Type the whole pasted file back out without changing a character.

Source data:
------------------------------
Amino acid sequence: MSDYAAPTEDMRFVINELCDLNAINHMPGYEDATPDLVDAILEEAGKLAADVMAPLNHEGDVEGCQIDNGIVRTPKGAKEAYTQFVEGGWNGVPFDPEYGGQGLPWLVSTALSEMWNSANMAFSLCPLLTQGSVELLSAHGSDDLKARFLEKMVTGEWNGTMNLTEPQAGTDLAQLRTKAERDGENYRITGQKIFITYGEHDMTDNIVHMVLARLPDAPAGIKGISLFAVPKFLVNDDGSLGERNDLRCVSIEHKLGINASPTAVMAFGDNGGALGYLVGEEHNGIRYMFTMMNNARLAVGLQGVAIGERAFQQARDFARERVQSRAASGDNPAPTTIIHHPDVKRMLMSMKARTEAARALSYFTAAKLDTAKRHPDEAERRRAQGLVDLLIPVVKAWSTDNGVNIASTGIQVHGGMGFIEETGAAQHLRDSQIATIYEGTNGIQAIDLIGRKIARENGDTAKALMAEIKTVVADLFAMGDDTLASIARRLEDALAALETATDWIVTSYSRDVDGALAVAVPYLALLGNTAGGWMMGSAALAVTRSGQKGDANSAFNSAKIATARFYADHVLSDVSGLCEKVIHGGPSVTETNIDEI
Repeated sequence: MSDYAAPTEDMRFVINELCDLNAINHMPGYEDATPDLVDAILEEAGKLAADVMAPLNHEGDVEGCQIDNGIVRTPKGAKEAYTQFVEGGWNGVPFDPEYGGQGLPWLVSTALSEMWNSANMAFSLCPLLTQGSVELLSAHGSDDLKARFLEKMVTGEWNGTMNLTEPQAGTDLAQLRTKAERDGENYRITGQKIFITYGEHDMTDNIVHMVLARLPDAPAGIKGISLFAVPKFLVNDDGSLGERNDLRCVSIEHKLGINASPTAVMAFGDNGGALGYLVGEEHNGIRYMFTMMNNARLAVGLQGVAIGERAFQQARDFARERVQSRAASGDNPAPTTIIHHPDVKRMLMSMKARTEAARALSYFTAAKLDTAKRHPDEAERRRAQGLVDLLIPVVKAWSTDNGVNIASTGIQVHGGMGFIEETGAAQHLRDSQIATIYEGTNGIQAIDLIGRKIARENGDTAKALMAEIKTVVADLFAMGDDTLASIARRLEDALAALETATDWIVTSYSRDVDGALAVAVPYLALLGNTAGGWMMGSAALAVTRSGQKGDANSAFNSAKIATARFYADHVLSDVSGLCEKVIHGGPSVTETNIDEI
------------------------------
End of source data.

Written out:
Amino acid sequence: MSDYAAPTEDMRFVINELCDLNAINHMPGYEDATPDLVDAILEEAGKLAADVMAPLNHEGDVEGCQIDNGIVRTPKGAKEAYTQFVEGGWNGVPFDPEYGGQGLPWLVSTALSEMWNSANMAFSLCPLLTQGSVELLSAHGSDDLKARFLEKMVTGEWNGTMNLTEPQAGTDLAQLRTKAERDGENYRITGQKIFITYGEHDMTDNIVHMVLARLPDAPAGIKGISLFAVPKFLVNDDGSLGERNDLRCVSIEHKLGINASPTAVMAFGDNGGALGYLVGEEHNGIRYMFTMMNNARLAVGLQGVAIGERAFQQARDFARERVQSRAASGDNPAPTTIIHHPDVKRMLMSMKARTEAARALSYFTAAKLDTAKRHPDEAERRRAQGLVDLLIPVVKAWSTDNGVNIASTGIQVHGGMGFIEETGAAQHLRDSQIATIYEGTNGIQAIDLIGRKIARENGDTAKALMAEIKTVVADLFAMGDDTLASIARRLEDALAALETATDWIVTSYSRDVDGALAVAVPYLALLGNTAGGWMMGSAALAVTRSGQKGDANSAFNSAKIATARFYADHVLSDVSGLCEKVIHGGPSVTETNIDEI
Repeated sequence: MSDYAAPTEDMRFVINELCDLNAINHMPGYEDATPDLVDAILEEAGKLAADVMAPLNHEGDVEGCQIDNGIVRTPKGAKEAYTQFVEGGWNGVPFDPEYGGQGLPWLVSTALSEMWNSANMAFSLCPLLTQGSVELLSAHGSDDLKARFLEKMVTGEWNGTMNLTEPQAGTDLAQLRTKAERDGENYRITGQKIFITYGEHDMTDNIVHMVLARLPDAPAGIKGISLFAVPKFLVNDDGSLGERNDLRCVSIEHKLGINASPTAVMAFGDNGGALGYLVGEEHNGIRYMFTMMNNARLAVGLQGVAIGERAFQQARDFARERVQSRAASGDNPAPTTIIHHPDVKRMLMSMKARTEAARALSYFTAAKLDTAKRHPDEAERRRAQGLVDLLIPVVKAWSTDNGVNIASTGIQVHGGMGFIEETGAAQHLRDSQIATIYEGTNGIQAIDLIGRKIARENGDTAKALMAEIKTVVADLFAMGDDTLASIARRLEDALAALETATDWIVTSYSRDVDGALAVAVPYLALLGNTAGGWMMGSAALAVTRSGQKGDANSAFNSAKIATARFYADHVLSDVSGLCEKVIHGGPSVTETNIDEI